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Publié le
Jeudi 30 Novembre 2017
Though the 2015 European refugee crisis had the merit of sparking widespread debate across Europe on the role of migrants in society, media coverage created the false impression asylum seekers were the central issue when it comes to immigration.
Les migrations professionnelles en France

The facts paint a very different picture. According to the United Nations High Commissioner for Refugees (UNHCR), out of the top ten host countries for refugees at year-end 2016, Germany, at number nine, was the only Western country on the list (Turkey, Pakistan and Lebanon topped the list in that order).

Indeed, migration to advanced economies is overwhelmingly within existing legal frameworks. And given declining demographics and ageing populations, a major concern among policy makers across the West is not those fleeing war-torn zones but rather how to attract economic migrants, be it for seasonal or highly-skilled jobs. 

France is no exception to this. As the OECD details in its new report it presented at France Stratégie on November 20, the country has made it a priority since the turn of the century to bring in foreign workers to bolster its job market.

No clear objective

Despite these efforts, the number of people who immigrate to France for work remains relatively low. In 2016 about 16% of newcomers from countries outside the EU, Iceland, Norway, Liechtenstein and Switzerland – so-called third countries – came to France because of work.

By comparison, 45% of immigrants to the UK and 37% to Spain from third countries in 2015 entered for work purposes, while the figures were lower for Germany (10%) and Italy (14%).[1]

 “France doesn’t have a clear objective where economic migrants are concerned,” said Jean-Christophe Dumont, head of the International Migration Division at the OECD.  He pointed to Canada, an oft-cited exemplar when it comes to immigration, which has developed a vision over the medium to long term – to at least 2036 – to meet the challenges posed by an ageing population (it had close to 60% of its immigrants enter for work reasons in 2016, according to the Canadian Ministry for Immigration, Refugees and Citizenship).

Perhaps not surprisingly given France’s colonial past, close to 40% of immigrants enter the country to join family members (almost half of these come from just three former colonies – Algeria, Morocco and Tunisia). The authors point out that these migrants and residents from the EU contribute at least twice and up to four times as much, respectively, to the job market as do those who migrate for work.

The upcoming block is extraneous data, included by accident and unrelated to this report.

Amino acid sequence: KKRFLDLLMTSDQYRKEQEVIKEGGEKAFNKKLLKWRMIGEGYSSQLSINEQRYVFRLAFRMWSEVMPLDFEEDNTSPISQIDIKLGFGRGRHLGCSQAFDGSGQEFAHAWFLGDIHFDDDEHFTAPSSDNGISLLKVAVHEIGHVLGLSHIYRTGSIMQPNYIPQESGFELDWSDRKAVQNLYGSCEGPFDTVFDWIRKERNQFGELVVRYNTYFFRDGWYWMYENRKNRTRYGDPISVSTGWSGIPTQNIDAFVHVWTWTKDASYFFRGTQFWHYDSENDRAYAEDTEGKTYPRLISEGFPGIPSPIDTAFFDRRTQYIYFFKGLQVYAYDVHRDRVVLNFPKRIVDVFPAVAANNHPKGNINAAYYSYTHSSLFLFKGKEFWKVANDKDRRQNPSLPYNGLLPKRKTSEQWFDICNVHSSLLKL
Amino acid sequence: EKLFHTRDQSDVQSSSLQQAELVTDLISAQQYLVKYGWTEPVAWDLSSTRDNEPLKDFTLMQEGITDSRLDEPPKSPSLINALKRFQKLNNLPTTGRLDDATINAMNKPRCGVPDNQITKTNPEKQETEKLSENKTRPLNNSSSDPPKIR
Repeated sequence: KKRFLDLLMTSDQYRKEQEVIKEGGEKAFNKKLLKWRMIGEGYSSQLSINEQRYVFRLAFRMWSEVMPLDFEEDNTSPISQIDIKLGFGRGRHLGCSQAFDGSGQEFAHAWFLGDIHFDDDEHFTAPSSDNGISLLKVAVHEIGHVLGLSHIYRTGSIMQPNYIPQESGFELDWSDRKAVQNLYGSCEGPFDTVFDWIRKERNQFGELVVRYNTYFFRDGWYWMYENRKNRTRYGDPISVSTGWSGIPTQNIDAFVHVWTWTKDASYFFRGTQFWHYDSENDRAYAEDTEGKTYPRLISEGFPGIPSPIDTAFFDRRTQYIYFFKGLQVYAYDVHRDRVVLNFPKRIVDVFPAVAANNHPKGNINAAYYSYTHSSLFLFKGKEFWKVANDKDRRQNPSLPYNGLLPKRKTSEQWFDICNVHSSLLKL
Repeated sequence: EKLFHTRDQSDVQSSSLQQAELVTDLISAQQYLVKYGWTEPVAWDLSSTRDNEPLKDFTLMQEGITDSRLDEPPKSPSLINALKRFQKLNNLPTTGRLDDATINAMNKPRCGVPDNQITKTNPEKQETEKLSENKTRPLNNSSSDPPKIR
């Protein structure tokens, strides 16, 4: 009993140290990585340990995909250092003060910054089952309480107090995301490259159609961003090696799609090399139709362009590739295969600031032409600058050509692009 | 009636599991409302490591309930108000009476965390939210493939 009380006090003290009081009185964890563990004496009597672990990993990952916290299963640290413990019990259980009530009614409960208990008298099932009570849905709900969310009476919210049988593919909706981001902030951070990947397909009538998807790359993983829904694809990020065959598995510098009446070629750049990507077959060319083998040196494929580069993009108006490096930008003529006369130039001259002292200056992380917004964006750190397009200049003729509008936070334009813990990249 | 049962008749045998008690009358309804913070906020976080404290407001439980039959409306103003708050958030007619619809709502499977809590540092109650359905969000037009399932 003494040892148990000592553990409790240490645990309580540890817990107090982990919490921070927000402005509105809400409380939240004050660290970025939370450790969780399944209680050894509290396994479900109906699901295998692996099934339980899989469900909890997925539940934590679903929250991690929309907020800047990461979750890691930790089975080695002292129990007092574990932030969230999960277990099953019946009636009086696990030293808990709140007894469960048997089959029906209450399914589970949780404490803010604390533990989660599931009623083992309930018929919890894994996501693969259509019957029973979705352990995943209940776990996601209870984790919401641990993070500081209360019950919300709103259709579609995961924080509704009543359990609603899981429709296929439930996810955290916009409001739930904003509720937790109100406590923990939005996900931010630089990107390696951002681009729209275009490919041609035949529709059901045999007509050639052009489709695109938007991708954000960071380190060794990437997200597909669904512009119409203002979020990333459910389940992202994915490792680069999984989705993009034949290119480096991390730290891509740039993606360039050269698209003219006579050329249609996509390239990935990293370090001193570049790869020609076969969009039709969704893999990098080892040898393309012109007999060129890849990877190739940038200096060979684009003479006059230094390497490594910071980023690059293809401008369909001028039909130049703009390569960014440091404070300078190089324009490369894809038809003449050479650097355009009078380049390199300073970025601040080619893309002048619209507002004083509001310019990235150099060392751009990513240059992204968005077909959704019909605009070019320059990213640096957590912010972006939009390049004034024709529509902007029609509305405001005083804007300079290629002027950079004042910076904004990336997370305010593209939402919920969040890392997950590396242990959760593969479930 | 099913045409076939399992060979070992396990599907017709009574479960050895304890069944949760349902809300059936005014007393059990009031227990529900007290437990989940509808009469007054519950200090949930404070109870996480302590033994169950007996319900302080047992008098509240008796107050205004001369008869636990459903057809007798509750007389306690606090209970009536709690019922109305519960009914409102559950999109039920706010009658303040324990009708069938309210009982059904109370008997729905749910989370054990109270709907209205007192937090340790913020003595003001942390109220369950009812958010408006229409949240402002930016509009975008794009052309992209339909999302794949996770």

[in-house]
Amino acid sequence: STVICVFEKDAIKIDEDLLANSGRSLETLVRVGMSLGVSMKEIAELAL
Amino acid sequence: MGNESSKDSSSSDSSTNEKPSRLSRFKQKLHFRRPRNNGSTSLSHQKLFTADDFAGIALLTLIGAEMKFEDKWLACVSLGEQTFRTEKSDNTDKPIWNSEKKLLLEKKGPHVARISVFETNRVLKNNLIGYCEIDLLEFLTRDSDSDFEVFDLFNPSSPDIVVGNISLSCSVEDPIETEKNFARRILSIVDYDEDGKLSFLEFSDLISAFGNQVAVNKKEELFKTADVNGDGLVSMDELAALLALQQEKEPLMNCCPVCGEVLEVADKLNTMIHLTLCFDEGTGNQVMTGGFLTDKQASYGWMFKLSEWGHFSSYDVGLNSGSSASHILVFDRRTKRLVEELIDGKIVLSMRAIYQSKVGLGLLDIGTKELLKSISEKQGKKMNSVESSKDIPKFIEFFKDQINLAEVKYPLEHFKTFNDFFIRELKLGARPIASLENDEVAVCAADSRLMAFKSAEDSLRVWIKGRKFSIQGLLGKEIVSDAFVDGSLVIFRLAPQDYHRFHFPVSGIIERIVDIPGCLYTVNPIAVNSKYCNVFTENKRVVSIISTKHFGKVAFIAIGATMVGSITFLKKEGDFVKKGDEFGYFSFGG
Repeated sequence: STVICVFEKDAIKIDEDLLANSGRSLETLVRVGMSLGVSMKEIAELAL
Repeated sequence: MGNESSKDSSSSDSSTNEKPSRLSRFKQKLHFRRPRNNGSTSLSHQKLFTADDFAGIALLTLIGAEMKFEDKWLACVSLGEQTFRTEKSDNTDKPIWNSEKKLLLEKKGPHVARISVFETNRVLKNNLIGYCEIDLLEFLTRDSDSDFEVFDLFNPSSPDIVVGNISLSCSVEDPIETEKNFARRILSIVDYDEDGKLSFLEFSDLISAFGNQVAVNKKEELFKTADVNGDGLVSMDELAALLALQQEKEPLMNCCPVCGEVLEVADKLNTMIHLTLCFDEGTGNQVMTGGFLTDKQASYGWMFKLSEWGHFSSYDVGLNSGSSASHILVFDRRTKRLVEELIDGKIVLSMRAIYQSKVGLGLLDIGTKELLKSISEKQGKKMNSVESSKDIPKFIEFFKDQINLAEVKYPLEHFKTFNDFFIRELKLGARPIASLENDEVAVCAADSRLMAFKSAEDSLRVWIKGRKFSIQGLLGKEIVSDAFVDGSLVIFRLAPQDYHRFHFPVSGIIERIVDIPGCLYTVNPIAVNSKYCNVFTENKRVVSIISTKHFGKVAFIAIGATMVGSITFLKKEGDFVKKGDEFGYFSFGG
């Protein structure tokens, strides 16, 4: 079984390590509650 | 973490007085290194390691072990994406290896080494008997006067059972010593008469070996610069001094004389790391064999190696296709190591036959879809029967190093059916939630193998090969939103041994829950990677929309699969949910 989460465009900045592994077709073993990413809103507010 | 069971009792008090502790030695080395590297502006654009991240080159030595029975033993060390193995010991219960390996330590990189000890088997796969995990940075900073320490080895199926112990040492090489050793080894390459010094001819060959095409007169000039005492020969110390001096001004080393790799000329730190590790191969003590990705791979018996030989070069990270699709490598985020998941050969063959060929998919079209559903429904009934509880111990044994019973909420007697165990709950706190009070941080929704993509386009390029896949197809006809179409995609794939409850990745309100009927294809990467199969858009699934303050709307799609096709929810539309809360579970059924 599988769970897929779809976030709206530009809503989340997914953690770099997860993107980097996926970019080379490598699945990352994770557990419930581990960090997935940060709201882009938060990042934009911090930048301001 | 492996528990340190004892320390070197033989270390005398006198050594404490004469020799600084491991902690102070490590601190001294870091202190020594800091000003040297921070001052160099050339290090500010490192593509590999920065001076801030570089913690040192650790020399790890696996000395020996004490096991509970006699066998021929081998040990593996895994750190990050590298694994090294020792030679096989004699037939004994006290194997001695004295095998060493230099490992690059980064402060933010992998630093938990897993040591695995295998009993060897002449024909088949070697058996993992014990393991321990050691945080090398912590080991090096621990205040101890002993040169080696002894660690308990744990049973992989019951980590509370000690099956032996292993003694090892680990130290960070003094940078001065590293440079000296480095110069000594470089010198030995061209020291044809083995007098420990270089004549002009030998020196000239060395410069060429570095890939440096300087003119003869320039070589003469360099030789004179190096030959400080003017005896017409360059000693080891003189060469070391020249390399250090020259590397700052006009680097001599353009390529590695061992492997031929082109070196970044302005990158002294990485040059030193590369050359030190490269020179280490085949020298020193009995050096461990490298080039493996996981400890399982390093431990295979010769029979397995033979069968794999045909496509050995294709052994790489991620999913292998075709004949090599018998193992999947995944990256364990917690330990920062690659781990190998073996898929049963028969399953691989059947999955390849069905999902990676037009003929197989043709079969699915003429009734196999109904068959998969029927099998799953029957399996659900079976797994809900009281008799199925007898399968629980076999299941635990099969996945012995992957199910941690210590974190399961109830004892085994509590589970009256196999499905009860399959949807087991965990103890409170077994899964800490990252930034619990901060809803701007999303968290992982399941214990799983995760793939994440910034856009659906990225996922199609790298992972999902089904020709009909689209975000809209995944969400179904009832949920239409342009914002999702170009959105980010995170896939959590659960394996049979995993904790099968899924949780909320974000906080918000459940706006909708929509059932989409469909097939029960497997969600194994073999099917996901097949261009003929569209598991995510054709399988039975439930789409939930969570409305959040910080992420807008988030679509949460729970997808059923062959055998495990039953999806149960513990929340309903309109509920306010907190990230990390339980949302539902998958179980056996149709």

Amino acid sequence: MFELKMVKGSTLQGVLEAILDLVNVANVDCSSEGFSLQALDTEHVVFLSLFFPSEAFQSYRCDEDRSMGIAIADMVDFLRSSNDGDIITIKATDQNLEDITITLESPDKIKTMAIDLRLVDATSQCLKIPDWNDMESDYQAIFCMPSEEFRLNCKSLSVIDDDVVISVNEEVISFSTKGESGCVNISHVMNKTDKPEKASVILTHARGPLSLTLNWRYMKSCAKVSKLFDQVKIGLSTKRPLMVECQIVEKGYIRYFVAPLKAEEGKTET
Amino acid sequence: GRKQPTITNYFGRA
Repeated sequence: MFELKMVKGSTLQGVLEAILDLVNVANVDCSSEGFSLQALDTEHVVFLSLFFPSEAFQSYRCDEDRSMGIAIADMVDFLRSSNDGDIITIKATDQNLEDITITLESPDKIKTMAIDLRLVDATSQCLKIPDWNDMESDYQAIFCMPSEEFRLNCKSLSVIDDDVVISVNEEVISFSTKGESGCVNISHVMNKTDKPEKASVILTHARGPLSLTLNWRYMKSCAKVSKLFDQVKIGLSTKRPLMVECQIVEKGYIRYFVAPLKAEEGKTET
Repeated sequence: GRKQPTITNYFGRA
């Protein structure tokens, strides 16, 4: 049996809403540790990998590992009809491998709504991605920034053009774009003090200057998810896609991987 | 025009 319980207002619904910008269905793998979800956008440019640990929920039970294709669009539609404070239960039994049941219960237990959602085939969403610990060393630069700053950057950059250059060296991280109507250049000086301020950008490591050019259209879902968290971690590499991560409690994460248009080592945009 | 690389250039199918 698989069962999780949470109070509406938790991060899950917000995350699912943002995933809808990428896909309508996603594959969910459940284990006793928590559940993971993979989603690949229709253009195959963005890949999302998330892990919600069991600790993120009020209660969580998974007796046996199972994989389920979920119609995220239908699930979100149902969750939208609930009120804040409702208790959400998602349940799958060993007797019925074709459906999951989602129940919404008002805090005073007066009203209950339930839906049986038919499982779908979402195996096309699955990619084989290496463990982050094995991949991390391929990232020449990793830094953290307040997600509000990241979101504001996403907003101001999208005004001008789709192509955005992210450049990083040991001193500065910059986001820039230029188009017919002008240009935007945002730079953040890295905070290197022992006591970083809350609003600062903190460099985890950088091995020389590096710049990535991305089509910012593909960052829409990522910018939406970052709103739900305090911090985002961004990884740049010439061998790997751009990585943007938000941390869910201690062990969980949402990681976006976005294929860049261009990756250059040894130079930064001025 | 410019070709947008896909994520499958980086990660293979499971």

The overall picture the report paints is one of an inconsistent and opaque system. “There is too much discretion when it comes to granting work permits”, said Dumont. “There needs to be more coordination and harmonization.”

Requests are dealt with by each department (the administrative equivalent to a county), where there is limited ability to evaluate foreign credentials. This is compounded by a lack of guidance from Paris, limited coordination on a national level and a dearth of evaluation criteria in the labour code.

Regionalisation also has a clear impact on seasonal entrants, with mainly agricultural workers targeted in a few select regions, even though there are labour needs in other sectors across the country.

There are also statistical shortcomings. A list of jobs facing shortages, for example, was drawn up in 2008 but has not yet been updated. Using regional criteria used when granting work permits, the OECD concludes a mere 15% of the jobs on the list are in high demand today and a further third only in several large regions.

“The public policy instruments need to be modernized to meet the job market’s needs in real time,” said Dumont.

A promising new permit

Despite its success with students – close to a third of foreigners who come to pursue degrees remain in France after completing their education, one of the highest levels among OECD countries – the country clearly has difficulty attracting foreign workers. This is particularly the case for those with advanced degrees. The report states that while France is the second destination for potential migrants on the whole, it drops to eighth place behind countries like the US, Canada and the UK when it comes to highly educated migrants.

To make up for this, France has merged several work permits into one for highly-skilled workers. Known as Passeport talent, this new permit extends the duration of residence to four years for ten categries of labour migrants. Foreigners who have obtained an advanced degree in France are also eligible for the card.

Though its impact is hard to determine, the report highlights the permit could go far to increasing France’s attractiveness for foreign workers, provided the government backs and promotes it sufficiently. More specifically, as it isn’t granted at the regional level but instead by consulates (and prefectures for job changes), its success will also ride on coordinating inter-ministerial policy, raising awareness among employers and putting them in touch with foreign talent.


Richard Venturi
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